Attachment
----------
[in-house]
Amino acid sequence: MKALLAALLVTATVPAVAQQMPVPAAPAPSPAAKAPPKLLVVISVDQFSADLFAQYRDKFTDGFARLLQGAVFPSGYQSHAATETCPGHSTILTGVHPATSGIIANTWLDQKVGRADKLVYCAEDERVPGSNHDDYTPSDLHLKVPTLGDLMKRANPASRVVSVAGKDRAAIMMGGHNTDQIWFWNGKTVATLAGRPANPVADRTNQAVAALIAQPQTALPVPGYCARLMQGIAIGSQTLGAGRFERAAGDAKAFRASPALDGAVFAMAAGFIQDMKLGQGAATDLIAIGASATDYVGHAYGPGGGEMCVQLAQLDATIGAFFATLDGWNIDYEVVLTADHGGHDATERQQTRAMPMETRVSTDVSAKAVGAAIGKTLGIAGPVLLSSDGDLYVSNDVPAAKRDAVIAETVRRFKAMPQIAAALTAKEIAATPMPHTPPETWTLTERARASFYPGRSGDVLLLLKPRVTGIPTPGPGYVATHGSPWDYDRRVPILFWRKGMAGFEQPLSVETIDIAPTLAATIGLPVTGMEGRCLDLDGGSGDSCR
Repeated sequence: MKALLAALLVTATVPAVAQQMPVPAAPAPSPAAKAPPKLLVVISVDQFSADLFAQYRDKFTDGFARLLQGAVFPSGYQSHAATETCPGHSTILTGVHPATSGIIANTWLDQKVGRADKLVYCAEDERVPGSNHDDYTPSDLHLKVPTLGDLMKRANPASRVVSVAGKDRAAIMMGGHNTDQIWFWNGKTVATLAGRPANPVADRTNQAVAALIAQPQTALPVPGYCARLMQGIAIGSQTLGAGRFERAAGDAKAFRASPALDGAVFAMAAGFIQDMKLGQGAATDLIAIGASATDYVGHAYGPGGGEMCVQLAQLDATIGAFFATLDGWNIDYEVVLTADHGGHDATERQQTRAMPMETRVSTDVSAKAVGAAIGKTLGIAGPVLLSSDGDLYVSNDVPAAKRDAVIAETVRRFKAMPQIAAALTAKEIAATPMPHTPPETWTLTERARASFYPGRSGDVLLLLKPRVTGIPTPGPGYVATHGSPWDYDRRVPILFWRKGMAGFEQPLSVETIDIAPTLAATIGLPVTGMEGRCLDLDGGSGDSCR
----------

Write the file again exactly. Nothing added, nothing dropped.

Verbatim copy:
[in-house]
Amino acid sequence: MKALLAALLVTATVPAVAQQMPVPAAPAPSPAAKAPPKLLVVISVDQFSADLFAQYRDKFTDGFARLLQGAVFPSGYQSHAATETCPGHSTILTGVHPATSGIIANTWLDQKVGRADKLVYCAEDERVPGSNHDDYTPSDLHLKVPTLGDLMKRANPASRVVSVAGKDRAAIMMGGHNTDQIWFWNGKTVATLAGRPANPVADRTNQAVAALIAQPQTALPVPGYCARLMQGIAIGSQTLGAGRFERAAGDAKAFRASPALDGAVFAMAAGFIQDMKLGQGAATDLIAIGASATDYVGHAYGPGGGEMCVQLAQLDATIGAFFATLDGWNIDYEVVLTADHGGHDATERQQTRAMPMETRVSTDVSAKAVGAAIGKTLGIAGPVLLSSDGDLYVSNDVPAAKRDAVIAETVRRFKAMPQIAAALTAKEIAATPMPHTPPETWTLTERARASFYPGRSGDVLLLLKPRVTGIPTPGPGYVATHGSPWDYDRRVPILFWRKGMAGFEQPLSVETIDIAPTLAATIGLPVTGMEGRCLDLDGGSGDSCR
Repeated sequence: MKALLAALLVTATVPAVAQQMPVPAAPAPSPAAKAPPKLLVVISVDQFSADLFAQYRDKFTDGFARLLQGAVFPSGYQSHAATETCPGHSTILTGVHPATSGIIANTWLDQKVGRADKLVYCAEDERVPGSNHDDYTPSDLHLKVPTLGDLMKRANPASRVVSVAGKDRAAIMMGGHNTDQIWFWNGKTVATLAGRPANPVADRTNQAVAALIAQPQTALPVPGYCARLMQGIAIGSQTLGAGRFERAAGDAKAFRASPALDGAVFAMAAGFIQDMKLGQGAATDLIAIGASATDYVGHAYGPGGGEMCVQLAQLDATIGAFFATLDGWNIDYEVVLTADHGGHDATERQQTRAMPMETRVSTDVSAKAVGAAIGKTLGIAGPVLLSSDGDLYVSNDVPAAKRDAVIAETVRRFKAMPQIAAALTAKEIAATPMPHTPPETWTLTERARASFYPGRSGDVLLLLKPRVTGIPTPGPGYVATHGSPWDYDRRVPILFWRKGMAGFEQPLSVETIDIAPTLAATIGLPVTGMEGRCLDLDGGSGDSCR